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Polis

Interview with Ģirts Polis

Speaker Ģirts Polis is an international speaker and an marketing advocate. He has a background in marketing and business administration. He has studied marketing for 15 years and it is no secret, it has become his true passion. Read his interview and learn more about him and his speaking career.

How did you begin your speaking career?

When I was growing up I played basketball in regional and national championships. I was one of the team leaders in scoring and defense. It come naturally and easy for me.
One might say I was talented, but I also understood that talent alone is not enough and during off seasons I practiced a lot, both technically and physically to be better and better.
I did that every season, year after year. Eventually when I stopped playing, I counted that I have been competing for 14 years.
Practically I had become a professional amateur basketball player.

 

Out of this experience I took two things:

#1 When you step out on the court you play as good as you can and you give all of you while you are out there;
#2 before every single game I got butterflies because of the excitement.

I loved the feeling. The uncertainty, the joy, the challenges, the worry, the pressure, the cheers and hundreds of stares from spectators. But most of all, I loved the feeling after the game started and got into a real match. And the final minutes, when the score was even, was heavenly delightful. The only time I experienced similar emotional status later in life was during the first public talk I gave in a foreign language, I was not that fluent in. Even though I felt more worried than excited back then, soon the feelings transformed into excitement, because talking about topics that drive my curiosity and when I see that there are people who share my interest, it excites me and I want to continue to do it. Turns out talking in front of an audience is just like sports, and I like to do it and I want to become better and better.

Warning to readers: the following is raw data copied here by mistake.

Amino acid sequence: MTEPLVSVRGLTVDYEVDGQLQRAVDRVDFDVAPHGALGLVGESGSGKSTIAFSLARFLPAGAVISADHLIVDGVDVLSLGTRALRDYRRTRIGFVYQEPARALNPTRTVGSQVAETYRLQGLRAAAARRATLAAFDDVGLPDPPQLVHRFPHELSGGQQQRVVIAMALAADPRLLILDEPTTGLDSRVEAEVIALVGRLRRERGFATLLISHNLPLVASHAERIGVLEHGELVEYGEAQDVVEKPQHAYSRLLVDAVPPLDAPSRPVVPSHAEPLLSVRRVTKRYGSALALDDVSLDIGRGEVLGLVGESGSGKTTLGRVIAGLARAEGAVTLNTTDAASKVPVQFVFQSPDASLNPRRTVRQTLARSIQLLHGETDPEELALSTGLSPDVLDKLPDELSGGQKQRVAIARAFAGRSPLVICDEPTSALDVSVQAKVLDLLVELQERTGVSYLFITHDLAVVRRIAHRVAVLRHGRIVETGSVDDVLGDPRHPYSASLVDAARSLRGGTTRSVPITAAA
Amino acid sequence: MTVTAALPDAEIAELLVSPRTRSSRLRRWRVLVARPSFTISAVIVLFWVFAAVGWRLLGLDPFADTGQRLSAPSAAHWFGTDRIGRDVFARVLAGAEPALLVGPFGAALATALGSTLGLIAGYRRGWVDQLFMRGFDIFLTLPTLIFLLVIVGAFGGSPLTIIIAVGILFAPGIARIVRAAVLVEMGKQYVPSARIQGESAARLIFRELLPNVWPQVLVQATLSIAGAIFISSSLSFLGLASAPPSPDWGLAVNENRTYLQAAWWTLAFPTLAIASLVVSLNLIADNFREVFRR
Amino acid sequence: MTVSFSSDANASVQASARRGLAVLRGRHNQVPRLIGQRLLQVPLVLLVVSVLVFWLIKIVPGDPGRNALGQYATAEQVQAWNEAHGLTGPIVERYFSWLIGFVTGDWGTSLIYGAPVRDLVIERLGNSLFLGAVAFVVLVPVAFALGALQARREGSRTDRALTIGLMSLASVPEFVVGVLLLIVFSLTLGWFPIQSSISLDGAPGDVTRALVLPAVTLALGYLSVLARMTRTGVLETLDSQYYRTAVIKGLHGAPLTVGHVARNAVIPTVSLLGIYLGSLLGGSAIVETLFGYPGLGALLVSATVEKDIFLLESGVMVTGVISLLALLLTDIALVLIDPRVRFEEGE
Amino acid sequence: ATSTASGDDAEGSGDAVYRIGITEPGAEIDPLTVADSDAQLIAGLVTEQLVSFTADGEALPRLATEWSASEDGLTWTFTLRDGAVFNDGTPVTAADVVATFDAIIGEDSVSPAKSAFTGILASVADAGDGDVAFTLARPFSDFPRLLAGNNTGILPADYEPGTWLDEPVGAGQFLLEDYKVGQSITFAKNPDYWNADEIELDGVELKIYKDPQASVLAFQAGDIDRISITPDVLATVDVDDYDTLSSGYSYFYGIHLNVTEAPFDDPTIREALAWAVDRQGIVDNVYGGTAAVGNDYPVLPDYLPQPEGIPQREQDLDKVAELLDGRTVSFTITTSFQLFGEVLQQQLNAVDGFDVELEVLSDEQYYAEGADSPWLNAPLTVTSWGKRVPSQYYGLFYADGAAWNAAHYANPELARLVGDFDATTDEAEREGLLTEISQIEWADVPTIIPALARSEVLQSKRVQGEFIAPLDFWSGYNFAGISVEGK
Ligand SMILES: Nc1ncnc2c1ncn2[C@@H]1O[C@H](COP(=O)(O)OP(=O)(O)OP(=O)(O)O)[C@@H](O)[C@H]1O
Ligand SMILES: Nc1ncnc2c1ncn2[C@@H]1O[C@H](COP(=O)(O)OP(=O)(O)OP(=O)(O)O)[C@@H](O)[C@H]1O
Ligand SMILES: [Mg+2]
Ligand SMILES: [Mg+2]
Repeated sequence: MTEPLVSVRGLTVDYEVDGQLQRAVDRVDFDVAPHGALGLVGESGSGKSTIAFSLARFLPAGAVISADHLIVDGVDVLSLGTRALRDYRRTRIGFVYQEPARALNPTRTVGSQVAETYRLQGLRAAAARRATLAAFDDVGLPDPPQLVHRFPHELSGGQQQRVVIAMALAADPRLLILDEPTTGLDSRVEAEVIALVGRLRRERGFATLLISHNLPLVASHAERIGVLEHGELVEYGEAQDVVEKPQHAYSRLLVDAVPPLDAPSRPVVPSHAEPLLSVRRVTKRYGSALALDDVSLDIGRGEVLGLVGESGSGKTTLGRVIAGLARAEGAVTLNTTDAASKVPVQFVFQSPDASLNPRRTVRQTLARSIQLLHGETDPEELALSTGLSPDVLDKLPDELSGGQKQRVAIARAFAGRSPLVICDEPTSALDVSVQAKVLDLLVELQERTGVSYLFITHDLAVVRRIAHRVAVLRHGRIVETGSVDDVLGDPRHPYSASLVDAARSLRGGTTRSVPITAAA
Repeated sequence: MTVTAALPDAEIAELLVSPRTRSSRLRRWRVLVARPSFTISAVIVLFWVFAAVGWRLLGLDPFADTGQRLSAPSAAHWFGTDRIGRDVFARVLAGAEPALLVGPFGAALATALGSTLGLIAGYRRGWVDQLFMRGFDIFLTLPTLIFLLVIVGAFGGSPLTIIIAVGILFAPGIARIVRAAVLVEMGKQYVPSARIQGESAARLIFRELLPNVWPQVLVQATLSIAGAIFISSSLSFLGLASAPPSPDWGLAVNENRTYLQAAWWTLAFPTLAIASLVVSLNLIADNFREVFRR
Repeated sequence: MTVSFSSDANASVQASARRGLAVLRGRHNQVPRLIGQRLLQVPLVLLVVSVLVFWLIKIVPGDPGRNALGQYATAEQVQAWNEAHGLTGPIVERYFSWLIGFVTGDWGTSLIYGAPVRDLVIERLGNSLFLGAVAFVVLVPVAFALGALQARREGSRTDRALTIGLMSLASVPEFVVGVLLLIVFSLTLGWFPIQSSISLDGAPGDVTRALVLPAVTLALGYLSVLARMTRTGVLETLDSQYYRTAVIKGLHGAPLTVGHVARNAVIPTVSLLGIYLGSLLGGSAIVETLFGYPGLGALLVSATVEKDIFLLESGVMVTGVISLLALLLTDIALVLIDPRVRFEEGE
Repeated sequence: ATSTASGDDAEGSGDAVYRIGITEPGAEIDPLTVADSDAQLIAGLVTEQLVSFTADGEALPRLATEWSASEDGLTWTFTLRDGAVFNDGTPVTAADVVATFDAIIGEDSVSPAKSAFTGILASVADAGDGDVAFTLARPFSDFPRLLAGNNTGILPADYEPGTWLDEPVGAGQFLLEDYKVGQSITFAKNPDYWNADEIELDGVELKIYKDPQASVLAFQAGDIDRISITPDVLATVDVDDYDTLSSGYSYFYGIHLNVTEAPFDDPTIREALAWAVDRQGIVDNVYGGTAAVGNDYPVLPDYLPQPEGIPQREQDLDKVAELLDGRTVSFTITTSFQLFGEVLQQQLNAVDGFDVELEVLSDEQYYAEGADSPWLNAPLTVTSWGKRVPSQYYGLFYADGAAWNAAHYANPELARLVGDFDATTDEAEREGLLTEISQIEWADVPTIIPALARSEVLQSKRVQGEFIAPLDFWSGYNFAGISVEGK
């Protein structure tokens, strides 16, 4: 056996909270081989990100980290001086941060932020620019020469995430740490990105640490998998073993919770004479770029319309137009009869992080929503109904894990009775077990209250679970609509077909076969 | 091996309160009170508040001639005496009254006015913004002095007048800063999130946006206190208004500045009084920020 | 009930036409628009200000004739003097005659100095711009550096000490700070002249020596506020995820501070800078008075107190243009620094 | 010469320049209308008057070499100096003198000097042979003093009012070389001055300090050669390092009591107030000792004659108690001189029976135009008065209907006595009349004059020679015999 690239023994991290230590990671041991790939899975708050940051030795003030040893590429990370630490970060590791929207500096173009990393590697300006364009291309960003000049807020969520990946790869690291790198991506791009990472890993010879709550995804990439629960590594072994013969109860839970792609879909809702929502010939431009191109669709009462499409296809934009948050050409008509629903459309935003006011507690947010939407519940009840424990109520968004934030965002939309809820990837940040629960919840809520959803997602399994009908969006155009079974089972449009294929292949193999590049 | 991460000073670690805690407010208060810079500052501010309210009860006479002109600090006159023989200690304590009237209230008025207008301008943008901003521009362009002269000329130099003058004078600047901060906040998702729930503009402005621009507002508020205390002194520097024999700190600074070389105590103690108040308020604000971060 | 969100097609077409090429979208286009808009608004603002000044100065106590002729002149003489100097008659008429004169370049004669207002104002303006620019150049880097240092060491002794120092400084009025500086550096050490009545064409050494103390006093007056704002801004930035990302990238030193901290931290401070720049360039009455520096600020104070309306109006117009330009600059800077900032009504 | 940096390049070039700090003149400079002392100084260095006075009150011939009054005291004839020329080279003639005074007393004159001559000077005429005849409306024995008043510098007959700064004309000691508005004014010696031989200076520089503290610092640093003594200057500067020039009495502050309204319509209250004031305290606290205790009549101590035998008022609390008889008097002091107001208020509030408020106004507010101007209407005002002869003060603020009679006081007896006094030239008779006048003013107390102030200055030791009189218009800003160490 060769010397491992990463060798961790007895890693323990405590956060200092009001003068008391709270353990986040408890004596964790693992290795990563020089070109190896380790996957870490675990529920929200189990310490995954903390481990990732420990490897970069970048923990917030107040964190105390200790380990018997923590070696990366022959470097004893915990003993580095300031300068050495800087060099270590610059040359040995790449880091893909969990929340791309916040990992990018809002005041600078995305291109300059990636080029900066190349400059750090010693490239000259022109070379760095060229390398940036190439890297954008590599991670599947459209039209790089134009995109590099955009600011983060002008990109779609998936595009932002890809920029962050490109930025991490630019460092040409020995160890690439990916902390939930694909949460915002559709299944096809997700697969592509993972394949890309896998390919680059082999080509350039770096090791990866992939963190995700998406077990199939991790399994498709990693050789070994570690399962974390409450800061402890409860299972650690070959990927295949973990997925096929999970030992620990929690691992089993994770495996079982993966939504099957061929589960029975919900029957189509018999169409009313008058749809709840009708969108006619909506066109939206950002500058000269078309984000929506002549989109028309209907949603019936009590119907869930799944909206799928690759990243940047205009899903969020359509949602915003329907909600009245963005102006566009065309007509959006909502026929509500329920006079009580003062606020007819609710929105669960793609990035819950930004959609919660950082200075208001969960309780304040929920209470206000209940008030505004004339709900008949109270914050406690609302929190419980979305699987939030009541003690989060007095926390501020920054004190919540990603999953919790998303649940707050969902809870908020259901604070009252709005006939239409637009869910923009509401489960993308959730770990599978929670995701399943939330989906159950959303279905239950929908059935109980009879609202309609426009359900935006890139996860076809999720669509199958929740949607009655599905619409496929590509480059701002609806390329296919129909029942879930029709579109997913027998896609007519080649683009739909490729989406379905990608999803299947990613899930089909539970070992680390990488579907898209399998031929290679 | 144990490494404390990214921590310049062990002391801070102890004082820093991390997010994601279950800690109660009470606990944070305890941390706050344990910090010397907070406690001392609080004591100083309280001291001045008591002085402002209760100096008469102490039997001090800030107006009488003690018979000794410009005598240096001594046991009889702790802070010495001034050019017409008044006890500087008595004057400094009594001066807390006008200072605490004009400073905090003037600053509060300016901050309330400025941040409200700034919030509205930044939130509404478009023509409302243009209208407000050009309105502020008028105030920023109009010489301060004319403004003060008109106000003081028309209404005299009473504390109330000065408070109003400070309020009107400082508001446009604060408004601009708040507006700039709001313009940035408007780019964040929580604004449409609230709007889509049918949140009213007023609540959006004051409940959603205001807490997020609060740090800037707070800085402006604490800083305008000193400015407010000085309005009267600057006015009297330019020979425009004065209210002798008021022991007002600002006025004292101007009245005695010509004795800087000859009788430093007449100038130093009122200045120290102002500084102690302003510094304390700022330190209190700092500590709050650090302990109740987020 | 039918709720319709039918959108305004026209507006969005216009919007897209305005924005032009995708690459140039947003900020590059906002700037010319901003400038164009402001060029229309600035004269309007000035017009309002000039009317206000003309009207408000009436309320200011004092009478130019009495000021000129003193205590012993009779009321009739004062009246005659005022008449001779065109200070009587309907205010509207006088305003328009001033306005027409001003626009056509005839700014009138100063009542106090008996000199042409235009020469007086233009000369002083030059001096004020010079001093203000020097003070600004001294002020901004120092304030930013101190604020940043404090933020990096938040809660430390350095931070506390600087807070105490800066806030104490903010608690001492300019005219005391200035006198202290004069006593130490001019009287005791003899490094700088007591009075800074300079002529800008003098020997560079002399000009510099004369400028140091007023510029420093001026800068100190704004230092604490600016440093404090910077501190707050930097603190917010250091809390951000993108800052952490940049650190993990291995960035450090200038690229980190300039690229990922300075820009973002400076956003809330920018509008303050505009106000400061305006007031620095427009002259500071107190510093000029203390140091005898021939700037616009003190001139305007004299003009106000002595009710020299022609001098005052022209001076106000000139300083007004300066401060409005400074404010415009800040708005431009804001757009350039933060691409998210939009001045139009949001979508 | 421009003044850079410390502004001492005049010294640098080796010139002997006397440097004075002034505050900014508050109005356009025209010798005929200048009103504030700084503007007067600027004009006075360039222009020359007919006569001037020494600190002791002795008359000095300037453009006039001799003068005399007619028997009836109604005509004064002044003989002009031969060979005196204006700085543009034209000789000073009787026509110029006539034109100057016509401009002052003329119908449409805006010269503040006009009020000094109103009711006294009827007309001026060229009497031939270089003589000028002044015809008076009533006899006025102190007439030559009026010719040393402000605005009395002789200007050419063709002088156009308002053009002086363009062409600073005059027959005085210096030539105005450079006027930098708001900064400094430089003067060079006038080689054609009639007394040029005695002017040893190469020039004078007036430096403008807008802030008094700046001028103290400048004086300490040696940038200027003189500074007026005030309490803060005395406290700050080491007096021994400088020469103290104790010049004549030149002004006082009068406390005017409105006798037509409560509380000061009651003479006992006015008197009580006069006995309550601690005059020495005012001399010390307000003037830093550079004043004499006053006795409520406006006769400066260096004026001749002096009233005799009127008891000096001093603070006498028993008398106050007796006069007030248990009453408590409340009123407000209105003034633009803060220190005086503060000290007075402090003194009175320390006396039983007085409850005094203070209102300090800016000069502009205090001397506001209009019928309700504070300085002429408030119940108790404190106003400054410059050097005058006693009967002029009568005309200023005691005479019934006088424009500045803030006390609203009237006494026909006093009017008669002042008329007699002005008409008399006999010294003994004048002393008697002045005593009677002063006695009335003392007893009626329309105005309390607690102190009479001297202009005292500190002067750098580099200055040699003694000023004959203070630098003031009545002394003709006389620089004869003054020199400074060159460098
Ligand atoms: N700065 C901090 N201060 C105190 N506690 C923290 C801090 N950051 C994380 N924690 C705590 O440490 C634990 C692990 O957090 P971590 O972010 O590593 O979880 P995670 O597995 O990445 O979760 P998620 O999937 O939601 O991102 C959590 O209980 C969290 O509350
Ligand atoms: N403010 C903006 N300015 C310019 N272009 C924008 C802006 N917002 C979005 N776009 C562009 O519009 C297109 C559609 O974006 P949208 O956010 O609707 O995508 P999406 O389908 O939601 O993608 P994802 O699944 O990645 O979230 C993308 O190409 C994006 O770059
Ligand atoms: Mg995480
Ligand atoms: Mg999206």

What got you interested in marketing?

As a kid I read a lot and mainly fairy tales and stories. I enjoyed them very much, and not because of the meaning and consequential enlightenment of the message, but because how storytellers get the reader to experience the story, to relive it and become part of it. That always attracted me. Later, I noticed that similar patterns are in TV commercials. So the choice of what to study was easy, because I learned that advertising is part of a larger field, called marketing. That was it, I studied marketing.

 

What are 3 habits for success?

Raw interest in what you are doing, support (family and friends) and patience & perseverance.

 

Do you have a favorite experience from your speaking career?

One of my favorite experiences on stage is from 2017 in Vilnius @Login conference. I gave a talk about neuromarketing, and during the talk I mentioned that neurology is not the only scientific field that needs to be explored for marketers, there are many more fields that can help a good marketer understand humans and their behavior, for example genetics. Right when I said that, I felt this urge of interest from the audience and I knew that I got at least some people hooked on this peculiar marketing perception that I have. I felt that some sort of bond formed between us, and I managed to deliver my message. Just like in stand-up comedy, if the audience laughs at your jokes, you feel energized, when they don’t even smile, you haven’t delivered..

 

What do you gain personally from being a public speaker?

Without the feeling of excitement when I can talk about a topic that is of interest to me, I get to observe people. I don’t know how psychologists would diagnose me, but I enjoy to observe audience reaction to my voice, to the stories I share, to the visuals I show, to my movement on the stage and to the interaction I sometimes initiate. I consider the audience a playground for human behavior and it all happens live in front of my eyes.

 

What is the number one mistake people make when it comes to marketing?

People tend to simplify marketing and try to contain it within some assumed frame of imaginative control. Which I believe is shortsighted and ignorant. The absurdity is that we tend to simplify something that becomes more complex, and I believe we have to talk about that.